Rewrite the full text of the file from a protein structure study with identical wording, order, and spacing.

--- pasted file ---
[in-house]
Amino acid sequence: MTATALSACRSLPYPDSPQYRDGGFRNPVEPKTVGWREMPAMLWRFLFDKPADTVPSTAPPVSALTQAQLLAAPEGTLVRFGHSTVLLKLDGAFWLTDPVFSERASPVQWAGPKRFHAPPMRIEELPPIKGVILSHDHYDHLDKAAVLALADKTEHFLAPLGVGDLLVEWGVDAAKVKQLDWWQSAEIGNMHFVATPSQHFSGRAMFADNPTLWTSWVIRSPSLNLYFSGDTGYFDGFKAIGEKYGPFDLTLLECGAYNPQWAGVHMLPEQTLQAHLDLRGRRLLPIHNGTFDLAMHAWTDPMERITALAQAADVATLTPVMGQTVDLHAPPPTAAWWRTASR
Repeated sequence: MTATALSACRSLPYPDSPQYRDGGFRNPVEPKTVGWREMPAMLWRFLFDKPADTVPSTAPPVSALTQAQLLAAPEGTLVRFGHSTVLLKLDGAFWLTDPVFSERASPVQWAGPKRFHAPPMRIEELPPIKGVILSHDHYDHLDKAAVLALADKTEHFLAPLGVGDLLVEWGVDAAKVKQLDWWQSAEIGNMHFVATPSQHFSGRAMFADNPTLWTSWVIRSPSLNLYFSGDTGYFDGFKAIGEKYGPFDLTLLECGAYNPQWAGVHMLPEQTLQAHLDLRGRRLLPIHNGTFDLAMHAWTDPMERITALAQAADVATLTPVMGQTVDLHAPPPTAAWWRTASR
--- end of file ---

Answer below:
[in-house]
Amino acid sequence: MTATALSACRSLPYPDSPQYRDGGFRNPVEPKTVGWREMPAMLWRFLFDKPADTVPSTAPPVSALTQAQLLAAPEGTLVRFGHSTVLLKLDGAFWLTDPVFSERASPVQWAGPKRFHAPPMRIEELPPIKGVILSHDHYDHLDKAAVLALADKTEHFLAPLGVGDLLVEWGVDAAKVKQLDWWQSAEIGNMHFVATPSQHFSGRAMFADNPTLWTSWVIRSPSLNLYFSGDTGYFDGFKAIGEKYGPFDLTLLECGAYNPQWAGVHMLPEQTLQAHLDLRGRRLLPIHNGTFDLAMHAWTDPMERITALAQAADVATLTPVMGQTVDLHAPPPTAAWWRTASR
Repeated sequence: MTATALSACRSLPYPDSPQYRDGGFRNPVEPKTVGWREMPAMLWRFLFDKPADTVPSTAPPVSALTQAQLLAAPEGTLVRFGHSTVLLKLDGAFWLTDPVFSERASPVQWAGPKRFHAPPMRIEELPPIKGVILSHDHYDHLDKAAVLALADKTEHFLAPLGVGDLLVEWGVDAAKVKQLDWWQSAEIGNMHFVATPSQHFSGRAMFADNPTLWTSWVIRSPSLNLYFSGDTGYFDGFKAIGEKYGPFDLTLLECGAYNPQWAGVHMLPEQTLQAHLDLRGRRLLPIHNGTFDLAMHAWTDPMERITALAQAADVATLTPVMGQTVDLHAPPPTAAWWRTASR